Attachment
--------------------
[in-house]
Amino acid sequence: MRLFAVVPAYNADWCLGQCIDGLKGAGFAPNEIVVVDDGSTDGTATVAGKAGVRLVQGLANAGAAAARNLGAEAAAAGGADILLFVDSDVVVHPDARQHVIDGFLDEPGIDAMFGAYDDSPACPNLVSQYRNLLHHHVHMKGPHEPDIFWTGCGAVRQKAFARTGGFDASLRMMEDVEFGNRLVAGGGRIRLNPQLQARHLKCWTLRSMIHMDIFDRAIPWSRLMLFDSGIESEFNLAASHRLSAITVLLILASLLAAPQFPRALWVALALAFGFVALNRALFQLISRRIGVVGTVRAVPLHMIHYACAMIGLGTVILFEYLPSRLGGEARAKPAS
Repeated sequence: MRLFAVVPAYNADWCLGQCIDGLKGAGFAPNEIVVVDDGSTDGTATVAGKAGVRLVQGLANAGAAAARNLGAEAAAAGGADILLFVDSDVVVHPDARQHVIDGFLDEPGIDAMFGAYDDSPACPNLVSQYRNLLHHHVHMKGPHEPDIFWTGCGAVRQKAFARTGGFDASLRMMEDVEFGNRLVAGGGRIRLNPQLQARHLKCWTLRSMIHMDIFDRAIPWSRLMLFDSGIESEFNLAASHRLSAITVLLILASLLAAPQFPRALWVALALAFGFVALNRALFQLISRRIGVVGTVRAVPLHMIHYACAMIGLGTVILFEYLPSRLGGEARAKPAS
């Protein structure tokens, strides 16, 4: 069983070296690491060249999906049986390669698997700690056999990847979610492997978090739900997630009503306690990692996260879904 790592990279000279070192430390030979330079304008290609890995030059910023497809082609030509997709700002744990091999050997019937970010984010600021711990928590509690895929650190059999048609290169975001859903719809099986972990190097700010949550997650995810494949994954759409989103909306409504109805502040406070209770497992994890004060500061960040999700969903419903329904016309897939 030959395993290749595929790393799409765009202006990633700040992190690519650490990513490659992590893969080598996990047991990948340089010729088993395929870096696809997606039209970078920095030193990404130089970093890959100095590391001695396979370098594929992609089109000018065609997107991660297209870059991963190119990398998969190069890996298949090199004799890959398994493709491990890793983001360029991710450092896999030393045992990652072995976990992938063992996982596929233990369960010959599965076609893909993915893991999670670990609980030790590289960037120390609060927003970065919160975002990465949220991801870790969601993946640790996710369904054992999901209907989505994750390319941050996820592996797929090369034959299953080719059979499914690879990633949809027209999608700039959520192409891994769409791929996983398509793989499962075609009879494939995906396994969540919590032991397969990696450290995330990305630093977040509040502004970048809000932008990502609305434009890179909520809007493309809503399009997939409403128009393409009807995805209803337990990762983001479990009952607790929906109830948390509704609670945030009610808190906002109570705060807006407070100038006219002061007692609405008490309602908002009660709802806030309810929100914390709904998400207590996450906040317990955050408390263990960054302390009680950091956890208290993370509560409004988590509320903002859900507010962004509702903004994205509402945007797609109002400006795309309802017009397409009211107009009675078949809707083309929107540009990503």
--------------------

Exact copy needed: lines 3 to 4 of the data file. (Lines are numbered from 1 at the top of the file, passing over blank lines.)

Repeated sequence: MRLFAVVPAYNADWCLGQCIDGLKGAGFAPNEIVVVDDGSTDGTATVAGKAGVRLVQGLANAGAAAARNLGAEAAAAGGADILLFVDSDVVVHPDARQHVIDGFLDEPGIDAMFGAYDDSPACPNLVSQYRNLLHHHVHMKGPHEPDIFWTGCGAVRQKAFARTGGFDASLRMMEDVEFGNRLVAGGGRIRLNPQLQARHLKCWTLRSMIHMDIFDRAIPWSRLMLFDSGIESEFNLAASHRLSAITVLLILASLLAAPQFPRALWVALALAFGFVALNRALFQLISRRIGVVGTVRAVPLHMIHYACAMIGLGTVILFEYLPSRLGGEARAKPAS
């Protein structure tokens, strides 16, 4: 069983070296690491060249999906049986390669698997700690056999990847979610492997978090739900997630009503306690990692996260879904 790592990279000279070192430390030979330079304008290609890995030059910023497809082609030509997709700002744990091999050997019937970010984010600021711990928590509690895929650190059999048609290169975001859903719809099986972990190097700010949550997650995810494949994954759409989103909306409504109805502040406070209770497992994890004060500061960040999700969903419903329904016309897939 030959395993290749595929790393799409765009202006990633700040992190690519650490990513490659992590893969080598996990047991990948340089010729088993395929870096696809997606039209970078920095030193990404130089970093890959100095590391001695396979370098594929992609089109000018065609997107991660297209870059991963190119990398998969190069890996298949090199004799890959398994493709491990890793983001360029991710450092896999030393045992990652072995976990992938063992996982596929233990369960010959599965076609893909993915893991999670670990609980030790590289960037120390609060927003970065919160975002990465949220991801870790969601993946640790996710369904054992999901209907989505994750390319941050996820592996797929090369034959299953080719059979499914690879990633949809027209999608700039959520192409891994769409791929996983398509793989499962075609009879494939995906396994969540919590032991397969990696450290995330990305630093977040509040502004970048809000932008990502609305434009890179909520809007493309809503399009997939409403128009393409009807995805209803337990990762983001479990009952607790929906109830948390509704609670945030009610808190906002109570705060807006407070100038006219002061007692609405008490309602908002009660709802806030309810929100914390709904998400207590996450906040317990955050408390263990960054302390009680950091956890208290993370509560409004988590509320903002859900507010962004509702903004994205509402945007797609109002400006795309309802017009397409009211107009009675078949809707083309929107540009990503």